Reports of crime in a Doncaster village, previously blighted by anti-social behaviour and racial tensions, have been slashed following the introduction of new policing powers.
New figures today reveal that reports of antisocial behaviour in Hexthorpe fell by 34 per cent between April and December compared with the same period in 2014.
It equates to 144 fewer incidents in the village, which previously suffered much higher levels of antisocial behaviour and escalating racial tensions.
The plunge in reported crime comes after South Yorkshire Police and Doncaster Council introduced a Public Spaces Protection Order in August.
Insp Lynne Lancaster, of the Doncaster Central team, has called the drop ‘very encouraging.’
She said: “The PSPO came into effect in August 2015 and we had a reduction in incidents of 40 per cent in that first month compared with the same month in 2014 and are continuing to see reductions in incidents.
“There were only 14 incidents reported in December – the lowest recorded antisocial behaviour for Hexthorpe in the 21 months since we started analysing data.
“We’re hoping that this will mark a turning point for Hexthorpe almost, but we know there’s still more work to do. We won’t become complacent.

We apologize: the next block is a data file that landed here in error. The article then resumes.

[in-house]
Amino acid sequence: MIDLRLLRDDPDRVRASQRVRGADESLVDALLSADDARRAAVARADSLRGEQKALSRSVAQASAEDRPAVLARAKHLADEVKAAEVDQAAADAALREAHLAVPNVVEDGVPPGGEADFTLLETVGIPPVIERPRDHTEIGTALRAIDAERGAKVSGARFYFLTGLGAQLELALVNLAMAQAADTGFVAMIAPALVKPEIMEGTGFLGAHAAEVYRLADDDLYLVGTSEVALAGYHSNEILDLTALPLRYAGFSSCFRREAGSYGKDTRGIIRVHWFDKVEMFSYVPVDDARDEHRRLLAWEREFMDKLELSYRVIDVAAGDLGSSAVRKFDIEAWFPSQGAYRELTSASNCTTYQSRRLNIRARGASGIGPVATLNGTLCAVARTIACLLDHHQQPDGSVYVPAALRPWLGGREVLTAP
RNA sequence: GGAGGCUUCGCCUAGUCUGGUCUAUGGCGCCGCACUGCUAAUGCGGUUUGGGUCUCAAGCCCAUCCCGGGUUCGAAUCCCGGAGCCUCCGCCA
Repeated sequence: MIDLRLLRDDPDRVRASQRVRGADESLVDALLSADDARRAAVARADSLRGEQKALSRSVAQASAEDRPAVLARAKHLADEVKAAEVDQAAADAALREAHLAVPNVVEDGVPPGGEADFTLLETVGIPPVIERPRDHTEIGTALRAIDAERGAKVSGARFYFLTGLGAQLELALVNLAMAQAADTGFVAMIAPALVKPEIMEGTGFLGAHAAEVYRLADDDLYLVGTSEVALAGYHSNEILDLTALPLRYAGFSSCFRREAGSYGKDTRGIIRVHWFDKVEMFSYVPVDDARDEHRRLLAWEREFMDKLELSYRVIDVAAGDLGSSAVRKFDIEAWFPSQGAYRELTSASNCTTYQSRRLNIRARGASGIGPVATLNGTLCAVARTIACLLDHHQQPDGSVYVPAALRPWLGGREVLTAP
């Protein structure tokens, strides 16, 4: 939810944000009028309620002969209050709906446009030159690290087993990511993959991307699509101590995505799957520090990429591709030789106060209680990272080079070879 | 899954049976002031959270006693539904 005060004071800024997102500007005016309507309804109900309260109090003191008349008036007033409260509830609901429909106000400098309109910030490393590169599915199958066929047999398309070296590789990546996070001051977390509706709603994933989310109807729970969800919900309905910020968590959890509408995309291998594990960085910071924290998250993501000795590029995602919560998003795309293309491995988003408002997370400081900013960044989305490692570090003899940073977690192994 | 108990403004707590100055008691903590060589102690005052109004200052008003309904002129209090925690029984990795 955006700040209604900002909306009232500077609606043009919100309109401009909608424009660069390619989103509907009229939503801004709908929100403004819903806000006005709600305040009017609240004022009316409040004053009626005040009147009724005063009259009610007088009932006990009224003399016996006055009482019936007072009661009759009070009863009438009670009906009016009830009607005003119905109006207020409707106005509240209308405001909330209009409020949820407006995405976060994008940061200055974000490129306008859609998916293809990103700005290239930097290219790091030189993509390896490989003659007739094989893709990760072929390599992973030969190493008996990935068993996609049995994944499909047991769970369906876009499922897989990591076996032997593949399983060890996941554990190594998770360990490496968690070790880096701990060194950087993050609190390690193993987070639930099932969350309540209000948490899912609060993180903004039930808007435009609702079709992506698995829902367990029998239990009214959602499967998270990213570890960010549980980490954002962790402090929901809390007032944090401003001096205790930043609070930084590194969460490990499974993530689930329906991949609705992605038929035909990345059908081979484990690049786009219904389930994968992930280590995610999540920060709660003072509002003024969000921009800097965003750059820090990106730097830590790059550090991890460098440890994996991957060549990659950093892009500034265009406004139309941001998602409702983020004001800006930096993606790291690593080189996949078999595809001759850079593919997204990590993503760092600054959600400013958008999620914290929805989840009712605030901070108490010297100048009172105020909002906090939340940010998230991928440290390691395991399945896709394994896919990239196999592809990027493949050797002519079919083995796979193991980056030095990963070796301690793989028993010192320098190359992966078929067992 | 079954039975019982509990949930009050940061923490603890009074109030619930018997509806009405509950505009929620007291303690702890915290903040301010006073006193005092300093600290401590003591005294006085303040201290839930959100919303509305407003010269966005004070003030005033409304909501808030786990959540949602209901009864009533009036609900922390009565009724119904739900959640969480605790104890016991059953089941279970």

“Part of the reason I think we are seeing things improve is because of the partnership working between the council and the police, which means that there are two teams out on the streets looking after things.”
The introduction of the order was prompted by calls from residents for more to be done to ease tensions in the area after a number of racially-aggravated crimes.
A number of violent offences took place on the streets of the village, including:
- A brawl between a group of Poles and Slovaks that led to two men being stabbed
- A man being attacked in his car by a group armed with baseball bats
- Six being arrested following another stabbing incident.
As part of order, which is the first of its kind in Doncaster, people have been prevented from congregating in groups of three or more, and from using Hexthorpe Flatts park, seen as a catalyst for anti-social behaviour by residents.
Doncaster Council’s cabinet member for communities, Coun Chris McGuinness, said: “We are all pleased to see the Public Space Protection Order in Hexthorpe having a positive effect, and it is encouraging to see how much anti-social behaviour has reduced in the area.
“We will continue to work in close partnership with the community and South Yorkshire Police, and keep trying to improve community safety for local people.”
A minorities team was formed in Hexthorpe last year, consisting of one part-time employee and a number of volunteers that were tasked with improving relations among those living in the area.
A joint worship event has subsequently been planned in the Dell at Hexthorpe Flatts park at 3pm on Sunday, May 15, to celebrate Pentecost.
The service is intended for British, Farsi-speaking, Slovakian and Zimbabwean people among others.
It will be the first time a joint worship has been held in the village.